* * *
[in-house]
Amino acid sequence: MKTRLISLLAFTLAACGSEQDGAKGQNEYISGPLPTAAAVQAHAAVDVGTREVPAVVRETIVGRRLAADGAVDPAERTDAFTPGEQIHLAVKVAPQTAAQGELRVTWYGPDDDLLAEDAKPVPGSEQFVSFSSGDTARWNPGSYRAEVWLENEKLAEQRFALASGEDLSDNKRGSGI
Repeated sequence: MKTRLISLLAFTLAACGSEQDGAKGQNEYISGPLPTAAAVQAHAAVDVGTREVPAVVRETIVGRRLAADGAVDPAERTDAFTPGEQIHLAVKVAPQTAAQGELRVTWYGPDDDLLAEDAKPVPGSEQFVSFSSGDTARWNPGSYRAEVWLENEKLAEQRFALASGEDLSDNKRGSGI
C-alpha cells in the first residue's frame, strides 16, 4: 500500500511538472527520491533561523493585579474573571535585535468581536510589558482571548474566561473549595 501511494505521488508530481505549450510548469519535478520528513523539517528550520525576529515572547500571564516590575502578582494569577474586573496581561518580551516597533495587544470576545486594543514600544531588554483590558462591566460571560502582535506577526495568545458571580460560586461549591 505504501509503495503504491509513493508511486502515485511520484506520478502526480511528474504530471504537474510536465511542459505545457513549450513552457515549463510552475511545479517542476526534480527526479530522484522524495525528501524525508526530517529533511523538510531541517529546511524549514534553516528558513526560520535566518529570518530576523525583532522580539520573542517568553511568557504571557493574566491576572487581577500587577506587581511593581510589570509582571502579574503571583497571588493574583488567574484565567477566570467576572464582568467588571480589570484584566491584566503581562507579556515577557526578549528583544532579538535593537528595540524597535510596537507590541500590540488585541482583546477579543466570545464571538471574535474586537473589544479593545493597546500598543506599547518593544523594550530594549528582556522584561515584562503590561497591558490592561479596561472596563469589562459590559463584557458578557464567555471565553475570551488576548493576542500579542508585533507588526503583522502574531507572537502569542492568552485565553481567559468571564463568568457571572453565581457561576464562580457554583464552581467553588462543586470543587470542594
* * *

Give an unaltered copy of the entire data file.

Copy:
[in-house]
Amino acid sequence: MKTRLISLLAFTLAACGSEQDGAKGQNEYISGPLPTAAAVQAHAAVDVGTREVPAVVRETIVGRRLAADGAVDPAERTDAFTPGEQIHLAVKVAPQTAAQGELRVTWYGPDDDLLAEDAKPVPGSEQFVSFSSGDTARWNPGSYRAEVWLENEKLAEQRFALASGEDLSDNKRGSGI
Repeated sequence: MKTRLISLLAFTLAACGSEQDGAKGQNEYISGPLPTAAAVQAHAAVDVGTREVPAVVRETIVGRRLAADGAVDPAERTDAFTPGEQIHLAVKVAPQTAAQGELRVTWYGPDDDLLAEDAKPVPGSEQFVSFSSGDTARWNPGSYRAEVWLENEKLAEQRFALASGEDLSDNKRGSGI
C-alpha cells in the first residue's frame, strides 16, 4: 500500500511538472527520491533561523493585579474573571535585535468581536510589558482571548474566561473549595 501511494505521488508530481505549450510548469519535478520528513523539517528550520525576529515572547500571564516590575502578582494569577474586573496581561518580551516597533495587544470576545486594543514600544531588554483590558462591566460571560502582535506577526495568545458571580460560586461549591 505504501509503495503504491509513493508511486502515485511520484506520478502526480511528474504530471504537474510536465511542459505545457513549450513552457515549463510552475511545479517542476526534480527526479530522484522524495525528501524525508526530517529533511523538510531541517529546511524549514534553516528558513526560520535566518529570518530576523525583532522580539520573542517568553511568557504571557493574566491576572487581577500587577506587581511593581510589570509582571502579574503571583497571588493574583488567574484565567477566570467576572464582568467588571480589570484584566491584566503581562507579556515577557526578549528583544532579538535593537528595540524597535510596537507590541500590540488585541482583546477579543466570545464571538471574535474586537473589544479593545493597546500598543506599547518593544523594550530594549528582556522584561515584562503590561497591558490592561479596561472596563469589562459590559463584557458578557464567555471565553475570551488576548493576542500579542508585533507588526503583522502574531507572537502569542492568552485565553481567559468571564463568568457571572453565581457561576464562580457554583464552581467553588462543586470543587470542594